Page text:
Although the event finished near midnight, Barry wasn’t done.
“I wanna go try that right now,” he told Peterson.
In a city like Vegas, that was no problem.
“Usually it’s a little bit of a learning process — a few hours at least to get comfortable with Step 1,” Peterson said. “Within two minutes he’s hitting 4-iron 250 at 60 years old.”
After an hour on the range, Peterson was convinced he could turn Barry into a Long Drive champion. Barry thought he was crazy. He’d worked hard on his game, whittling his handicap to low single-digits in his post-basketball days. But even with that success, the game drove him mad. He knew how difficult incremental changes could be.
“I was getting so frustrated,” he said. “I’d go out and shoot 74 and be upset … I got to the point where I got so frustrated that I stopped playing.”
But Barry had found a kindred spirit in Peterson. Barry has never been afraid to go against the grain, and he was intrigued by this new and wacky swing.
“I’m always open-minded and willing to listen,” Barry said. “So many people are closed-minded and not willing to listen to things. I’m always up to hearing about things — especially when it comes to sports. And he caught my attention with it.”
Peterson’s prediction that he could make Barry a Long Drive champion turned out to be correct.
After their first meeting in Vegas, Barry continued taking lessons from Peterson. He entered a qualifier for a Long Drive competition in Denver soon after. He successfully navigated the qualifier, competed in his first Long Drive event and became hooked.
Over the next decade, Barry dedicated his competitive fire to Long Drive. He’s won four world titles in his age group since, equipped with a clubhead speed hovering near 120 mph. His longest drive in competition went a whopping 377 yards.
“That was the first major validation of the the Juju Swing,” Peterson said.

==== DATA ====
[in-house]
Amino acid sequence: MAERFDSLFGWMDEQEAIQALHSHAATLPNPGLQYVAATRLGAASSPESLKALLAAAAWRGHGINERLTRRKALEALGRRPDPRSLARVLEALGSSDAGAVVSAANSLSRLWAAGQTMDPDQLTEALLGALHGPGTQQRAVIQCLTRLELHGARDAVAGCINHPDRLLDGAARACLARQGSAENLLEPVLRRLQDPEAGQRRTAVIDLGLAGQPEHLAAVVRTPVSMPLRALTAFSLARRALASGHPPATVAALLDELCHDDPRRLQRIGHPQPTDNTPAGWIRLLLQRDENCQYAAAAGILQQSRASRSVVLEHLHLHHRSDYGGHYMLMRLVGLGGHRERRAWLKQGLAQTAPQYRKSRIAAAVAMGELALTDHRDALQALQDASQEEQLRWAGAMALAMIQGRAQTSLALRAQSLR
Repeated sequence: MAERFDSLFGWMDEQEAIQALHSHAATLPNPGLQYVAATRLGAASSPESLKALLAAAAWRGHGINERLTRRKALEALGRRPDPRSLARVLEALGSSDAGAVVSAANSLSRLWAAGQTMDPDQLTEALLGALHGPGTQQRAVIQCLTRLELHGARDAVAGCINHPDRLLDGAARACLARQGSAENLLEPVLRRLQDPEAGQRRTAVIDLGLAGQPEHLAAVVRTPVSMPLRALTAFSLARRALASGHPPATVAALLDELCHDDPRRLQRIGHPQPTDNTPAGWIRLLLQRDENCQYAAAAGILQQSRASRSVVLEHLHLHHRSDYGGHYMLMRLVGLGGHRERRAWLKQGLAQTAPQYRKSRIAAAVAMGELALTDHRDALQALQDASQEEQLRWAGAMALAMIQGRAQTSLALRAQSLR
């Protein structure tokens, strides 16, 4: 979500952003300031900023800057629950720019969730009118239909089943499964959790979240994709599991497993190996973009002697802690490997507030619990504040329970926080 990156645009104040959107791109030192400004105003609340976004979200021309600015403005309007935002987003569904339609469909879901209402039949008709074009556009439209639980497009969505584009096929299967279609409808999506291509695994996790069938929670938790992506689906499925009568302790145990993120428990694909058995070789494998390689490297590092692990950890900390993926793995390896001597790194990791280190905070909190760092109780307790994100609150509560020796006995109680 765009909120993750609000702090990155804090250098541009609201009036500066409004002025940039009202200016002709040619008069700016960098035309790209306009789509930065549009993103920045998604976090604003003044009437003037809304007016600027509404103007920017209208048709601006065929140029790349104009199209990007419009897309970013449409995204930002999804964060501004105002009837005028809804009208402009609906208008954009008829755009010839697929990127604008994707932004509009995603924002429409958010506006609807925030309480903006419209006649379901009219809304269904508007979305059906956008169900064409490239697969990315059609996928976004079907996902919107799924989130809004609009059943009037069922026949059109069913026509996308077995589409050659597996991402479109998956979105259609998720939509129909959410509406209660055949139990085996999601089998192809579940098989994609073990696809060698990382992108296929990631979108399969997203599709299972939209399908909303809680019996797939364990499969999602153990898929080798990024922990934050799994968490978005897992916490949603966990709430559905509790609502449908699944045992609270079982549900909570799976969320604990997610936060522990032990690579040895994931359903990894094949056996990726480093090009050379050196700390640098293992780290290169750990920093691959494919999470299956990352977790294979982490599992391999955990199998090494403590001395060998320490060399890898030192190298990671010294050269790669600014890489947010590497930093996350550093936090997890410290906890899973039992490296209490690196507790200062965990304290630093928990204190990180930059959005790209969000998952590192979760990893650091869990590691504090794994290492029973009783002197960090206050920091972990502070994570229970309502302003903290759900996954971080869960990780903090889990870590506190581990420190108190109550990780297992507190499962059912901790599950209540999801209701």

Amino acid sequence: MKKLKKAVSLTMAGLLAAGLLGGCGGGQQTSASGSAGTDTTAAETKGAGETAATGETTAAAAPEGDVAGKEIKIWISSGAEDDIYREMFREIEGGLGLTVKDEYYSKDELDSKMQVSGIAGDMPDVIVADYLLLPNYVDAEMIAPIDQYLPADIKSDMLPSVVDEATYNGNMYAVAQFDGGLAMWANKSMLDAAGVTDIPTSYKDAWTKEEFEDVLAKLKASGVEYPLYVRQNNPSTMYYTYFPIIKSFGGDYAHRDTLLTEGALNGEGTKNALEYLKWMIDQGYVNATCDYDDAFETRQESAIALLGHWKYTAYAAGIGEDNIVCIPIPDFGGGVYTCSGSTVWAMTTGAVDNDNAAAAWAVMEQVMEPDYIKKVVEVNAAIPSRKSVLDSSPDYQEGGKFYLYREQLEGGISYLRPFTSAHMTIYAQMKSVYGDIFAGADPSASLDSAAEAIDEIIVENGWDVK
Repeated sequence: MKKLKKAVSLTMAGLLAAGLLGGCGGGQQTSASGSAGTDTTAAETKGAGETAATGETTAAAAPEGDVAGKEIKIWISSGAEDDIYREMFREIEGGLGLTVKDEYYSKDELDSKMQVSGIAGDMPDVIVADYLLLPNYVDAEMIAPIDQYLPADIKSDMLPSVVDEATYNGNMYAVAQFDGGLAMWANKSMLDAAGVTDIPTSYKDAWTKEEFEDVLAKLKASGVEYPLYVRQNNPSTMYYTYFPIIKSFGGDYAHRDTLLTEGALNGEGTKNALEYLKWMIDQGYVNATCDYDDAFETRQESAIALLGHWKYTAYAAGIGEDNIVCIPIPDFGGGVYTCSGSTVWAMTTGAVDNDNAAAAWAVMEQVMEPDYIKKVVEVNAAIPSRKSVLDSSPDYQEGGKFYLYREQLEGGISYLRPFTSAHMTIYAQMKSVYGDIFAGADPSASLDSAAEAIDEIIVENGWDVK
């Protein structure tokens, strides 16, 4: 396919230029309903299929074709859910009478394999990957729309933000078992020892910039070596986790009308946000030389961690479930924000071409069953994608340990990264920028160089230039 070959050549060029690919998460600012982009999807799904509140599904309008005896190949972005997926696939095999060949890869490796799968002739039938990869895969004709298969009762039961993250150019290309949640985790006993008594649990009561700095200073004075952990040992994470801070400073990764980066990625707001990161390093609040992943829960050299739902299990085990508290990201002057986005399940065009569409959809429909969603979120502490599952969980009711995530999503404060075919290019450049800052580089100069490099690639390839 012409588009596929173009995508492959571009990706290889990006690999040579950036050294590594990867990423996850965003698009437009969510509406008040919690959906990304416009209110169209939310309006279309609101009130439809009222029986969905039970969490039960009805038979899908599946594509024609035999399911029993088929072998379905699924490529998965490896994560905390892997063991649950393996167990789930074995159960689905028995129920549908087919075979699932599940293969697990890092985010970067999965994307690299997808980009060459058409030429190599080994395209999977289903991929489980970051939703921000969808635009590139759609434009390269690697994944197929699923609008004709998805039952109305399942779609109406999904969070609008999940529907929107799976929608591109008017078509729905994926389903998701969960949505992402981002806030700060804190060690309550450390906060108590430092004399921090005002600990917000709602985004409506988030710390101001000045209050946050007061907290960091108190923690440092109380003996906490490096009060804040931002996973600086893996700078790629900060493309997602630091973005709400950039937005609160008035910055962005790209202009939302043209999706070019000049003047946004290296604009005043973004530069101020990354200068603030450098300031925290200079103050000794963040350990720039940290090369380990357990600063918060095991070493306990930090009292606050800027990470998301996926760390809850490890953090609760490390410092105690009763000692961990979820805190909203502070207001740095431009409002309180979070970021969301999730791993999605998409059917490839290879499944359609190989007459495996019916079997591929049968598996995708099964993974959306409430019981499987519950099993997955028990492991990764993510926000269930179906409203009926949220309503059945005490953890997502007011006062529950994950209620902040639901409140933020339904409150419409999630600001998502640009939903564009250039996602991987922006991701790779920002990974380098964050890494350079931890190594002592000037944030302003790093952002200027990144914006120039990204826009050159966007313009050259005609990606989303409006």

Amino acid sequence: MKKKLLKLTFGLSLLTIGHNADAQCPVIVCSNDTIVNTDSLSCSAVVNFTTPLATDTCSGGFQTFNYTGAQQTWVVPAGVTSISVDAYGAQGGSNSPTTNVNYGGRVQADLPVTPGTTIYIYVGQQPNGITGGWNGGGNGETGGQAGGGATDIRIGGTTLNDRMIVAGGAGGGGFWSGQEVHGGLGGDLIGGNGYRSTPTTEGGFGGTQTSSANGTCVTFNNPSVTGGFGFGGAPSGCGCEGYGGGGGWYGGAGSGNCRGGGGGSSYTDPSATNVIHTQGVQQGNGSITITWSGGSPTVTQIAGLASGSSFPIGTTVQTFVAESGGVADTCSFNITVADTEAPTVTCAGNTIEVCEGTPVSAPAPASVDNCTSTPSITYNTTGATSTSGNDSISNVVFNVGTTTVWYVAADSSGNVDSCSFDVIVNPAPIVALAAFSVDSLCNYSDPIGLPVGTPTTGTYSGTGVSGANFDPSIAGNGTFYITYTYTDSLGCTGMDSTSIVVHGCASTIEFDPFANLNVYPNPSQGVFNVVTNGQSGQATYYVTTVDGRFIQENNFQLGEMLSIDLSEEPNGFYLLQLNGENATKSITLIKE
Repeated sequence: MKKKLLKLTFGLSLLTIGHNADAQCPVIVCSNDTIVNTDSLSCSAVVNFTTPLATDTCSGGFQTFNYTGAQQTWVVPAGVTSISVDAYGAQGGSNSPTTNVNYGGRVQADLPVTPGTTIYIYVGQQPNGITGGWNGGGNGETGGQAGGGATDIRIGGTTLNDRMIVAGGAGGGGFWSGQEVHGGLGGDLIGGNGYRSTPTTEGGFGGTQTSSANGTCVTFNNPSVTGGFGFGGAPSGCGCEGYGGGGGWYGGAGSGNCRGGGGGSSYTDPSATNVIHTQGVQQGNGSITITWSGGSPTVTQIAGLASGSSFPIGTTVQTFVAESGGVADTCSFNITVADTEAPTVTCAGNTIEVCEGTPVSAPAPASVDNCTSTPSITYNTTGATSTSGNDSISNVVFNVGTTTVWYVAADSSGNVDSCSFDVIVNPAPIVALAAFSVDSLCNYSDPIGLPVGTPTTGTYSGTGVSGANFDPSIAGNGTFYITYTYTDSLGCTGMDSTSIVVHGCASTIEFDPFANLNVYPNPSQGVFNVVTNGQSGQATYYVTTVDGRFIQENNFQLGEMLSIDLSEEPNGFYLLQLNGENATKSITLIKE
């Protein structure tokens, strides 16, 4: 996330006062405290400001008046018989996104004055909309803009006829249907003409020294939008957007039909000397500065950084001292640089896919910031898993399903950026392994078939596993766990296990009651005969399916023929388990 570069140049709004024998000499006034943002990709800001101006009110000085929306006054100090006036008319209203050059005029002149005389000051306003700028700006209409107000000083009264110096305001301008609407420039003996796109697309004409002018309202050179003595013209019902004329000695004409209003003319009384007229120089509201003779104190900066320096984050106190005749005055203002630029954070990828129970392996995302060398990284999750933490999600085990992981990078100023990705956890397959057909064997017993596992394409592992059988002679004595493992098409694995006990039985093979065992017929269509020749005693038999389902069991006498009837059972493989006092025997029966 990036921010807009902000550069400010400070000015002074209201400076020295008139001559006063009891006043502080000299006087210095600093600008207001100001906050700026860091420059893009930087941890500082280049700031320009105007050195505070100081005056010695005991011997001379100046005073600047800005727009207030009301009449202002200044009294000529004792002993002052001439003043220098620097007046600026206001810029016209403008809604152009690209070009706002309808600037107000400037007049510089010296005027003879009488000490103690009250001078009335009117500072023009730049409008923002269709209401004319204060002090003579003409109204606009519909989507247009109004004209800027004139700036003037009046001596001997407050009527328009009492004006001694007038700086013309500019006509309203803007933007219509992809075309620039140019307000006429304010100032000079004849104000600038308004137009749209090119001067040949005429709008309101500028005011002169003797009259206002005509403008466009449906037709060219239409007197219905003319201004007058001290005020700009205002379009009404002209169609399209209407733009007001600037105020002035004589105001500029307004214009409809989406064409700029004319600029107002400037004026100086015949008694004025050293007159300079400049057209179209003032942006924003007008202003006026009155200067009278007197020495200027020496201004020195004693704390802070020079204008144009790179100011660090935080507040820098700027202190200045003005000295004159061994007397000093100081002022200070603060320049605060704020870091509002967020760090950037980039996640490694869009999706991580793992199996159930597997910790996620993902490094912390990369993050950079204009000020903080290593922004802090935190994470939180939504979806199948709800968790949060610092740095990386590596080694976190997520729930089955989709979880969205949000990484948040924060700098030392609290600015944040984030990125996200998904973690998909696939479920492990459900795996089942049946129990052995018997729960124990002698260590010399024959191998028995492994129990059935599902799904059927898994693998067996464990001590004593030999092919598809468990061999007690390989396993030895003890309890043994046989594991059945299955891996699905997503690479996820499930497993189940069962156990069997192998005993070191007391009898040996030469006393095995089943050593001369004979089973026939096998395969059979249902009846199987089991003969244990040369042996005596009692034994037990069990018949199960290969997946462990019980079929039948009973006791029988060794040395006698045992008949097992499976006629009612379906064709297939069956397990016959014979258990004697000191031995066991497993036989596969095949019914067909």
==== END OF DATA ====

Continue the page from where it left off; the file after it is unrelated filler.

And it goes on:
Still, the naysayers persisted. People called him crazy, insisting his method was off the mark. And in the days before social media, Peterson had no platform to preach his unorthodox theory.
Then, his daughter, Juju, (whom he adopted when he married her mother, Jessica) asked if he’d teach her how to swing like he did.
“I initially taught her traditional golf, because I didn’t want people to make fun of her like they did to me,” he said. “But after a year, she came to me and asked me to convert. That’s when everything changed.”
Juju found immediate success with her father’s wacky swing, and Peterson changed the name from Load and Explode to the Juju Swing in her honor. She fully embraced the method four years ago and has compiled quite the resume since, highlighted by her multiple player of the year honors while competing on the regional circuits in north Texas.
“She can hit it 280 pretty much whenever she wants to,” he said. “And she’s probably gone over 300 yards like 40 times. She pounds the golf ball.”
Juju’s success “got the ball rolling,” and as her social media presence grew, the Juju Swing gained popularity. Now, the Juju Swing has thousands of followers on social media, members in over 30 countries, and thousands subscribed to the website.
“All these people around the world started getting interest because of Juju,” he said. “It’s kind of wild what’s happening.”
Peterson estimates his schedule is now booked out eight weeks in advance as he teaches junior golfers out of his in-home studio in Frisco, Texas. And, based on his TikTok videos, he counts several collegiate players as his pupils as well.
The Juju Swing’s rise in popularity coincides with a collection of unorthodox swings seeing success at the highest level. Matthew Wolff is the prime example, but others are seeing success with less-than-perfect swings as well, including World No. 1 Scottie Scheffler.
“As soon as [Wolff] won his first event, it was like another snowball,” Peterson said.
Now, Peterson hopes to keep growing the brand — and bring his teachings to the masses.
“People are no longer scared of it — they’re intrigued,” he said. “I feel like I’m running a 20-year start-up, and we’re getting ready to blast off.”